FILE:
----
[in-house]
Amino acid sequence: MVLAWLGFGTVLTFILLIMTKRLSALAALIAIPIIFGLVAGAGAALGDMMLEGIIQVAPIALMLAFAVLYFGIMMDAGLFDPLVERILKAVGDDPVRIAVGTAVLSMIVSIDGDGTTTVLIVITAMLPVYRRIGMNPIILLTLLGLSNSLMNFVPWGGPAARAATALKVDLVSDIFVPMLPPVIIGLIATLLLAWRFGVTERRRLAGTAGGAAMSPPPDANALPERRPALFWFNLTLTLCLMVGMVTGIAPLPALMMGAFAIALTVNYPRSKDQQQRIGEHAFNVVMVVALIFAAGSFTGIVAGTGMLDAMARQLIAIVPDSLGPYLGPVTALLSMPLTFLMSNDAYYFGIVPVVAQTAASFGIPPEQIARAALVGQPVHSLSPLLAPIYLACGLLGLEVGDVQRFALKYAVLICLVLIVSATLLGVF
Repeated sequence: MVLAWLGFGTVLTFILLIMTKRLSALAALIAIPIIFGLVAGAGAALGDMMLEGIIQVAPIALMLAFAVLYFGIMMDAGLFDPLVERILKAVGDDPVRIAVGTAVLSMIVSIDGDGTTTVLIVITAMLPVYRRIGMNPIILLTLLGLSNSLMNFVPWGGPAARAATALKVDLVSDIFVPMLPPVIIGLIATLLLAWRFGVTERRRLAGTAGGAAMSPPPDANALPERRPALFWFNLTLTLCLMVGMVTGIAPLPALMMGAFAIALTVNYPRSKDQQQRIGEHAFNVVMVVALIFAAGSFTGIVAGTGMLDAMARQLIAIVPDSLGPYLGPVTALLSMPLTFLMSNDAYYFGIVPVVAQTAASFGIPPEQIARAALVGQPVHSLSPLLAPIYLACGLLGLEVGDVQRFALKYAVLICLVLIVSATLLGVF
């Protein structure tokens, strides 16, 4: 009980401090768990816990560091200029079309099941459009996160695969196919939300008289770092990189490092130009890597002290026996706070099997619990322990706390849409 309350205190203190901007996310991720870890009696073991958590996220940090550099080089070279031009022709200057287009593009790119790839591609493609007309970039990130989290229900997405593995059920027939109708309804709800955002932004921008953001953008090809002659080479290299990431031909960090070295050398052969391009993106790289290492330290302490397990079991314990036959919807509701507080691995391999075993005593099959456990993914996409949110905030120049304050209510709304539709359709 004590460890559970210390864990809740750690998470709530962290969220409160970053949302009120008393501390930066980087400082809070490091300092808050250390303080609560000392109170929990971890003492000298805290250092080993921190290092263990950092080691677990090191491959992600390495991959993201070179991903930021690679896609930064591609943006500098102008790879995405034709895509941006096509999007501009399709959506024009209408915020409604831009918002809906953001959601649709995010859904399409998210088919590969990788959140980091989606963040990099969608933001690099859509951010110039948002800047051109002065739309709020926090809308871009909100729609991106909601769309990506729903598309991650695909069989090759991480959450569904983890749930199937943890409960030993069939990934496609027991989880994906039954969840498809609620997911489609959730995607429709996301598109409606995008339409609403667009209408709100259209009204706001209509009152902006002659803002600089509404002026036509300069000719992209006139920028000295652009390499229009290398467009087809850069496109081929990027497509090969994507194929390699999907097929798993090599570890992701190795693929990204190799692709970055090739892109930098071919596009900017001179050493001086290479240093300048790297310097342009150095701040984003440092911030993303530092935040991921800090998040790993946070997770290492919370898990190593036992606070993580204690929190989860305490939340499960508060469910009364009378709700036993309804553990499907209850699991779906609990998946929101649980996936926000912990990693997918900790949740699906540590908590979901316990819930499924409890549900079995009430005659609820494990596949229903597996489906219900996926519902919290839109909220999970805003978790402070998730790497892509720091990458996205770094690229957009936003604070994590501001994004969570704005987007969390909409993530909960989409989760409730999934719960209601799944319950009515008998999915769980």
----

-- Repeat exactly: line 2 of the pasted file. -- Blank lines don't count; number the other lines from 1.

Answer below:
Amino acid sequence: MVLAWLGFGTVLTFILLIMTKRLSALAALIAIPIIFGLVAGAGAALGDMMLEGIIQVAPIALMLAFAVLYFGIMMDAGLFDPLVERILKAVGDDPVRIAVGTAVLSMIVSIDGDGTTTVLIVITAMLPVYRRIGMNPIILLTLLGLSNSLMNFVPWGGPAARAATALKVDLVSDIFVPMLPPVIIGLIATLLLAWRFGVTERRRLAGTAGGAAMSPPPDANALPERRPALFWFNLTLTLCLMVGMVTGIAPLPALMMGAFAIALTVNYPRSKDQQQRIGEHAFNVVMVVALIFAAGSFTGIVAGTGMLDAMARQLIAIVPDSLGPYLGPVTALLSMPLTFLMSNDAYYFGIVPVVAQTAASFGIPPEQIARAALVGQPVHSLSPLLAPIYLACGLLGLEVGDVQRFALKYAVLICLVLIVSATLLGVF